This morning I awoke with a CCK11 based realization that this is a connection between myself and the tools I use (Facebook for personal uses and Twitter for professional purposes). On both tools I must edit myself into small bites of information or insight. The part of the connectivism theory where I was stuck yesterday was the concept of learning as connections with technology, and within technology. The AM epiphany was the connection between myself and the tools. Aha this is an example of a connection with technology.

But is it?

Is it really a connection between myself and the tech, or myself and the creators of the Twitter interface? People created Twitter. People set the program to reject messages of <140 characters. On Twitter I am not connecting with the tool, I am using the tool to connect (or try to connect) with other people.

So which is it... my morning Aha! was that the Twitter bytes being composed in my head were a connection with technology but I keep coming back to people. People created the software being used, people use the software to connect with each other. My connectivism ignorance is still the idea of connections with technology, and technology connecting with itself.

Hmmm More coffee please!

Monday, January 17, 2011

New journey... On the road to connectivism

My first foray into open education begins with Connectivism and Constructing Knowledge taught by world-class thinkers and leaders in education, George Siemens and Stephen Downes. Today's post is my first step on this 12 week journey.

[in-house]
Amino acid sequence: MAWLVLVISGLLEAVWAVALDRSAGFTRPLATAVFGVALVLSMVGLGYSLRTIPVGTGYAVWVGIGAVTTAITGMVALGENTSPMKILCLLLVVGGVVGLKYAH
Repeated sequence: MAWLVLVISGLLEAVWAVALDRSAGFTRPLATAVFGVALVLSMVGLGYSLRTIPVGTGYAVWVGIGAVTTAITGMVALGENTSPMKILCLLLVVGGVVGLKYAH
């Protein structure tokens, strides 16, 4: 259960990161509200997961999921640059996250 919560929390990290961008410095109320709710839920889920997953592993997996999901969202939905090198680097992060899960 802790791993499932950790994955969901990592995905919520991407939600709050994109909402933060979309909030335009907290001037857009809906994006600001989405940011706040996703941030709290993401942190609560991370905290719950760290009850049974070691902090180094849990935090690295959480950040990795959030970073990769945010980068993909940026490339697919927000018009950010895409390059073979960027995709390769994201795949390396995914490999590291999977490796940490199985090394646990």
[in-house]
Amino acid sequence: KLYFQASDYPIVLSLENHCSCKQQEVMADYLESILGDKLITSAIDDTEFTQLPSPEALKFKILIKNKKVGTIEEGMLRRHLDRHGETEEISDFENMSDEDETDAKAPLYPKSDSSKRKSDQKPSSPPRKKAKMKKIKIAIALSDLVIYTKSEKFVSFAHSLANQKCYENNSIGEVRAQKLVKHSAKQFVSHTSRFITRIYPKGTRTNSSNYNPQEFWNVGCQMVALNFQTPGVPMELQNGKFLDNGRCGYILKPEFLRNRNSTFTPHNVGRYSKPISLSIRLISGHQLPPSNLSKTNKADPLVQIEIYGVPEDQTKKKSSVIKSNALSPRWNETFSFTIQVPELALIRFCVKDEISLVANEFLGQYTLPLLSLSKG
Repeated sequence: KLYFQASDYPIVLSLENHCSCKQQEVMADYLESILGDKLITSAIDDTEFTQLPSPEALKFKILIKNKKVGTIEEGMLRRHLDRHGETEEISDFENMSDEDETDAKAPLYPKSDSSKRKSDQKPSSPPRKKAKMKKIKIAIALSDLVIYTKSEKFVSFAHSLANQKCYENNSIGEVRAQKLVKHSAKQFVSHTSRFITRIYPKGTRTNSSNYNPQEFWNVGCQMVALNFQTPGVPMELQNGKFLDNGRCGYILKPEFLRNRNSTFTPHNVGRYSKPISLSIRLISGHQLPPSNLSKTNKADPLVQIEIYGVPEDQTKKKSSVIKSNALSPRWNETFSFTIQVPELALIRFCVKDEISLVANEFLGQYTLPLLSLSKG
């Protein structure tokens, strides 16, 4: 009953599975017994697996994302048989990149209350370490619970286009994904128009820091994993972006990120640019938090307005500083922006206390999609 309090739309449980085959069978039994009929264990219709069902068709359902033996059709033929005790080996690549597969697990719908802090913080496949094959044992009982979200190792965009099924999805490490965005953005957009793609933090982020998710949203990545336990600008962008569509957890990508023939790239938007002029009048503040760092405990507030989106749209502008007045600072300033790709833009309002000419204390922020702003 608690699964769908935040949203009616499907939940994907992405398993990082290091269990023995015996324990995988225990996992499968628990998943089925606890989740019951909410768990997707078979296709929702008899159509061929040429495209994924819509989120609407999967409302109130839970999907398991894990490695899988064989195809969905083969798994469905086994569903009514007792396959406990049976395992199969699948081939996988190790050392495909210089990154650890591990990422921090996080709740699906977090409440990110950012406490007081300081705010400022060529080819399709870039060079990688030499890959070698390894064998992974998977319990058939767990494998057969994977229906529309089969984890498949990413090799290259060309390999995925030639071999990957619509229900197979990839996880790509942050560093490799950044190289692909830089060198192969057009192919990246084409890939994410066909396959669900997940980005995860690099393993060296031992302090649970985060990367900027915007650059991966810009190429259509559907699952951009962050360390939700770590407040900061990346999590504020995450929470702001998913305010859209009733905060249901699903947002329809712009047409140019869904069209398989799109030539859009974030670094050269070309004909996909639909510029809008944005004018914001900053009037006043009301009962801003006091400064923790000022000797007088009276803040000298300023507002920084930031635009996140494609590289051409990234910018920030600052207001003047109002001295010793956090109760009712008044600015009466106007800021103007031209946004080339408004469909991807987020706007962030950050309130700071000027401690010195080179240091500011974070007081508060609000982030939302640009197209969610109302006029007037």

My first steps are to begin to understand the learning theory of connectivism and how it differs from previous learning theories. What is learning? I would have said prior to today's readings and videos... Learning is individuals developing connections with information or skills within themselves. This is a people-oriented view of learning. Connectivism goes beyond people as individuals.

Siemens (2005) mentions "learning that is stored and manipulated by technology." I am still grappling with this idea. I understand storage of information using technology. And I have heard some machines can learn (although I swear no device I have ever owned learned anything except how to frustrate me... hmmm maybe they were learning?!) Learning manipulated by technology is where I am stuck for now. (I can see that blog postings during the course will be showcasing my transparent ignorance more heavily than usual!)

He goes on to indicate that previous learning theories are inadequate in a digital age because, "They also fail to describe how learning happens within organizations." Is this learning inside the databases, or among the people in the organization? How to define organizations is a key point I will continue to mull!

I have also been reading Stephen Downes writings. I am working at absorbing them now. A post on those will follow

Siemens, G. (2005). Connectivism: A learning theory for the digital age.